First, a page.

Basic information about the temple
|Moolavar:||Sabdapureeswarar||Ambal / Thayar:||Osai Koduththa Nayaki;Dhwanipradhaambaal|
|Agamam:||Age (years):||Timing:||7.30 to 11 & 4.30 to 8||Parikaram:|
|Temple group:||Paadal Petra Sthalam (Kaveri Vada Karai)||–|
|Sung by:||Temple set:|
|City / town:||Tirukolakkaa||District:||Nagapattinam|
|Maps from (click):||Current location||Mayiladuthurai (23 km)||Kumbakonam (60 km)|
|Tiruvarur (65 km)||Nagapattinam (67 km)|
Sthala puranam and temple information
When, Vishnu undertook the Narasimha avataram to quell the atrocities of the demon Hiranyakashipu, He had imbibed asuraic properties as a result, and caused fear among the celestials. So Siva took the form of Sarabha (a creature with two heads, two wings, eight legs of the lion with sharp claws and a long tail), to subdue Narasimha by drawing out the latter’s negative energies. This involved Siva keeping Narasimha under His control, but Lakshmi worshipped Siva so that Vishnu could return to her. Siva asked her to perform penance at kondrai vanam, which Lakshmi did, and pleased with this, Siva arranged the wedding of Vishnu and Lakshmi here.
It is regarded in Saivite lore that Siva had to bring each of Vishnu’s avatarams to a conclusion, in the form of a samhara murti.
Lakshmi (Thiru) appeared in her bridal attire (kolam), in the kondrai forest (kaa) and so the place came to be known as Tirukolakkaa. Another interpretation is that it refers to Lakshmi’s Tirumana Kolam (again, referring to her bridal attire), which has been corrupted to Tirukolam (kaa being added to represent the forest). Yet another interpretation of kolam, is that it refers to kolahalam, the Tamil word for festivities that took place at the Vishnu-Lakshmi wedding.
Sambandar, the child saint, sang his first Tevaram pathigam at the Brahmapureeswarar temple at Sirkazhi. Later that evening, he visited Tirukolakkaa (his first pilgrimage as such), and sang a pathigam using his soft hands for keeping beat, as a result of which his hands turned red. Overcome by the devotion shown by the child, Siva presented Sambandar with a pair of golden cymbals, and Parvati infused the cymbals with music and the power of sound. They are therefore respectively called Thalamudaiyar (thalam = beat and also cymbal, in Tamil), and Osai Kodutha Nayaki (the Goddess who infused sound). Sabda in Sanskrit also refers to speech, and hence Siva here is named Sabda Pureeswarar. This is therefore a prarthana sthalam for those with speech difficulties and impairments, and those aspiring for proficiency in music, who perform a Vaak-Vadhini puja for receiving these graces.
Sundarar visited this temple during his time, and his pathigam refers to Sambandar receiving the golden cymbals from Siva, who had melted for Sambandar’s pathigam.
The puranam of Sambandar also illustrates the unity of Siva and Parvati. While Siva provided the cymbals, they made no sound until Parvati infused them with the ability to produce sound. In a sense, this is a different representation of the Ardhanareeswarar concept, or the Siva-Sakti concept, according to with Siva and Parvati are one, and need to be considered and worshipped as one.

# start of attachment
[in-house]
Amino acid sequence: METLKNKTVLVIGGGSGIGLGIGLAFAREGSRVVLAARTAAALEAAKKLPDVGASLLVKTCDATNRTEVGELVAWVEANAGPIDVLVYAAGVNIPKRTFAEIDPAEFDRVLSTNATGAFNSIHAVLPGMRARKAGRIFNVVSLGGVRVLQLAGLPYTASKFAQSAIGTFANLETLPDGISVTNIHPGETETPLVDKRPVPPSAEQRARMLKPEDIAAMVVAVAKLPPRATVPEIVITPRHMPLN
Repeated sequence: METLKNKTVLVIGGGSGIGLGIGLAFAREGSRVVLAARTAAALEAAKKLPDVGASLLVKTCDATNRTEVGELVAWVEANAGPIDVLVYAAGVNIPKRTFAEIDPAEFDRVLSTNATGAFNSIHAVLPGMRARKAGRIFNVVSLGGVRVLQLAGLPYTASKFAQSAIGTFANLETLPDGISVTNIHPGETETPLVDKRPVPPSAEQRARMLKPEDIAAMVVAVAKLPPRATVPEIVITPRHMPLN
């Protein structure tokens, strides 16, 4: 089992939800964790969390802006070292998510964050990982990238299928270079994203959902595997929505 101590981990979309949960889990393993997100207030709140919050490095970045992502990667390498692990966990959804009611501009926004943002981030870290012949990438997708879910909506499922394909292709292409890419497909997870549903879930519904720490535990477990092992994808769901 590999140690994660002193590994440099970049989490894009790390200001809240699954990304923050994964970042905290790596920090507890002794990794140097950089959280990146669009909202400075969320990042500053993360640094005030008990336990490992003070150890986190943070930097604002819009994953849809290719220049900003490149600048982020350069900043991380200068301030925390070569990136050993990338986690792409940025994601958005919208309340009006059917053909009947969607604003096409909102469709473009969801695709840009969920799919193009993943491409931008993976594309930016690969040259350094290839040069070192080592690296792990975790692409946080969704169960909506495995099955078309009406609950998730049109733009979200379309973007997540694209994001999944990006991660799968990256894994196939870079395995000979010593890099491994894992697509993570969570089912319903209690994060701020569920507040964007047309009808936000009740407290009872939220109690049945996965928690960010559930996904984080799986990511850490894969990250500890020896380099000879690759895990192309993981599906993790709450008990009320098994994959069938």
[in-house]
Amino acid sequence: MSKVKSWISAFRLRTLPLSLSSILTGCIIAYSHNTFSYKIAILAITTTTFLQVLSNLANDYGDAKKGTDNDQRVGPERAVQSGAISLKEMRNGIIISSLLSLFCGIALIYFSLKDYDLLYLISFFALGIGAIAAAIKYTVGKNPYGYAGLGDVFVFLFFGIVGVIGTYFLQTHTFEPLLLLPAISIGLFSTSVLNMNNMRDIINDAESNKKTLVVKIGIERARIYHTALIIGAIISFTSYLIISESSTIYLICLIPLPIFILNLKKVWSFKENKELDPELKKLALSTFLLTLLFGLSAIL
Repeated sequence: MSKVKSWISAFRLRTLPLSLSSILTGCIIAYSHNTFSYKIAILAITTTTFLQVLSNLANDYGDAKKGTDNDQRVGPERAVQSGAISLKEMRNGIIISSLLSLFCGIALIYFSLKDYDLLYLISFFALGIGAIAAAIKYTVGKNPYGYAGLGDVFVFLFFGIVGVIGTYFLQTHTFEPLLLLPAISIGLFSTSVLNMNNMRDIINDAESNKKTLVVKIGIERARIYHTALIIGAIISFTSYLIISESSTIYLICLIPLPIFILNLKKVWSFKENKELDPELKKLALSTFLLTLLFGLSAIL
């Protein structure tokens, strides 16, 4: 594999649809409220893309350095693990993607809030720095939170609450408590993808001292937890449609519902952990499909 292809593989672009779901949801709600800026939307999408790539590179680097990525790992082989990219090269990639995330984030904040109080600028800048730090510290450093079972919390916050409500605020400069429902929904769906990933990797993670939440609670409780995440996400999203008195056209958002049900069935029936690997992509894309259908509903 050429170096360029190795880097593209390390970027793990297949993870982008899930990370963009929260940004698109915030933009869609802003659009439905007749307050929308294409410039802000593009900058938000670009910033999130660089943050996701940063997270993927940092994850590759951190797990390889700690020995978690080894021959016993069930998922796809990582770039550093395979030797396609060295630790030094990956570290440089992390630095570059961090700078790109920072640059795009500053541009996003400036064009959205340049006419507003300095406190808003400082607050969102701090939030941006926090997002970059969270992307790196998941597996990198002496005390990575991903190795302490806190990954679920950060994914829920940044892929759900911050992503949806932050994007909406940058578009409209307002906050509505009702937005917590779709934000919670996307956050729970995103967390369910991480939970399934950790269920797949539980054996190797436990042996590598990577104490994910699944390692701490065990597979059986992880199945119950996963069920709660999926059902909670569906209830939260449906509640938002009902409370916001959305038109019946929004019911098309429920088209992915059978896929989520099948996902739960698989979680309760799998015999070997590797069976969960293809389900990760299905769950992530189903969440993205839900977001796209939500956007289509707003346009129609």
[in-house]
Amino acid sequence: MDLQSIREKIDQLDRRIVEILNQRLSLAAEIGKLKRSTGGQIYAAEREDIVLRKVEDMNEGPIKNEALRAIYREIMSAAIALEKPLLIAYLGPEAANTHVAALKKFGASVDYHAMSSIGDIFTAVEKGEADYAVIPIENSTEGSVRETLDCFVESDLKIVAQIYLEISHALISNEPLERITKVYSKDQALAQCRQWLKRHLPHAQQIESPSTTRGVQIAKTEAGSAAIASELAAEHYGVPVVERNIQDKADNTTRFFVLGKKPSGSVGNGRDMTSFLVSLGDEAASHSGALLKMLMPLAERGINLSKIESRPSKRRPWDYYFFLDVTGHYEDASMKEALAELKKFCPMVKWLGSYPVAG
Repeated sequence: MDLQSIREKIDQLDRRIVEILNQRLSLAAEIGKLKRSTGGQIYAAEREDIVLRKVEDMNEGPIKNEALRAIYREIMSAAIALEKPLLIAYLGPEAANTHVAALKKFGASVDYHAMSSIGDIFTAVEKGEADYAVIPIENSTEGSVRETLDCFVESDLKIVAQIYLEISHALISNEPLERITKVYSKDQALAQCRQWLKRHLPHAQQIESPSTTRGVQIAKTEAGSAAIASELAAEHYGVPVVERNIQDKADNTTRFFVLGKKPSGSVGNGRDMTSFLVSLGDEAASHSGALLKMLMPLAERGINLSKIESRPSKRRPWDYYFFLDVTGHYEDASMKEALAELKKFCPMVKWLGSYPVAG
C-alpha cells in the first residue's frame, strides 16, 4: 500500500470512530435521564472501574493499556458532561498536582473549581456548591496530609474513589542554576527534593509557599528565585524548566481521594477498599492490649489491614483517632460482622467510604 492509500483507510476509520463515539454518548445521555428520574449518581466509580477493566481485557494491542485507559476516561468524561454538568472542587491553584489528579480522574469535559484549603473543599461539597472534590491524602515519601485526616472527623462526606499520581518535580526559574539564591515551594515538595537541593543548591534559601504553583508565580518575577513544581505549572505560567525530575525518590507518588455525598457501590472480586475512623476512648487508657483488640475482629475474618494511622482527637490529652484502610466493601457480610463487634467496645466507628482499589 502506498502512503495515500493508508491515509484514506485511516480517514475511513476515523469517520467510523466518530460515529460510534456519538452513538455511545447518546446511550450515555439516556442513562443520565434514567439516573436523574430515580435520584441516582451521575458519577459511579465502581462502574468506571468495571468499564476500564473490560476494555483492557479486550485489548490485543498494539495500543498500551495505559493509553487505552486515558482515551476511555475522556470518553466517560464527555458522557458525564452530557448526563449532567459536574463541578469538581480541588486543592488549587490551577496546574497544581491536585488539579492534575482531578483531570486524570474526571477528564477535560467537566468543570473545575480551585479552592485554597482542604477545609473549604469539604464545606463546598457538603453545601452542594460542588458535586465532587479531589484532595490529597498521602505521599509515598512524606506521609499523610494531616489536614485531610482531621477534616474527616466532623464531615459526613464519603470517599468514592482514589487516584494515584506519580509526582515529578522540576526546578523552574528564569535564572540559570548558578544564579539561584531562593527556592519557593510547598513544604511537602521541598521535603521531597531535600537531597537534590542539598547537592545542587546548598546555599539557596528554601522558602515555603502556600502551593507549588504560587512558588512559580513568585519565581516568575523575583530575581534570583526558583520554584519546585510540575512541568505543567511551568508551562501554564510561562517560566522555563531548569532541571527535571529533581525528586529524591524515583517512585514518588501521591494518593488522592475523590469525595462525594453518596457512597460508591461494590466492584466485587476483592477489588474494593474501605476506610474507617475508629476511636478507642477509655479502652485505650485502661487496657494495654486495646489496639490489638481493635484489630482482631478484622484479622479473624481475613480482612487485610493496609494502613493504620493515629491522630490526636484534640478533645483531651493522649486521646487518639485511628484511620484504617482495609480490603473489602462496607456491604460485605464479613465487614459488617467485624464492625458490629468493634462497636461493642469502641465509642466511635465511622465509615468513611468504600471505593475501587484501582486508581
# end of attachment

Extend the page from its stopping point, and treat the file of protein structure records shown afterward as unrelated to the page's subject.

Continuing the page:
The Tirumulai Paal Utsavam that forms part of the Chithirai Tiruvadhirai festival (April-May) at the Sirkazhi Brahmapureeswarar temple, ends with the procession coming to this temple. The scene of Sambandar receiving the golden cymbals is re-enacted at that time, after which the procession heads back to Sirkazhi.
The moolavar is often referred to as Saptapureeswarar (which would mean the blessing of seven people or similar), which is incorrect.
Once, Indra and Suryan had a dispute as to who was more powerful. They worshipped Siva here, after which Indra was made lord of the celestials, while Suryan was made the lord of the planets. Suryan’s ascension is celebrated in this temple, in the Tamil month of Karthigai (November-December). Due to this puranam, this temple is also a prarthana sthalam for those seeking growth in employment or business ventures.
Others who worshipped here include Agastyar and Sage Kanva. The musical trinity – Muthuswami Dikshitar, Thyagarajar and Syama Sastri – have also worshipped at this temple.
According to a local story, in 1979, a mute child and his parents worshipped here, after which the child was able to speak. The parents donated a pair of golden cymbals here, which are kept on display at the temple. The temple also maintains a record of such incidents, which number over 500 as of date.
The temple is believed to be over 2000 years old, and was certainly in existence in the 7th century, during the time of Sambandar. Subsequently, the structural temple was constructed in the time of the medieval Cholas. The Lingodhbhavar murti on the western koshtam is breathtakingly beautiful, and is depicted as being flanked by Brahma and Vishnu – this representation is believed to be highly auspicious. Interestingly, the temple does not have a raja gopuram (rather, has a flat mottai gopuram of sorts) or a dhwajasthambam. Parvati has a separate temple abutting the Siva temple, within the premises. The temple also has a separate murti depicted holding a cup. The procession of Natarajar in the temple’s annual festival, includes His consort Sivakamasundari, and Sambandar holding the golden cymbals.
Other information for your visit
Phone: 04364 274 175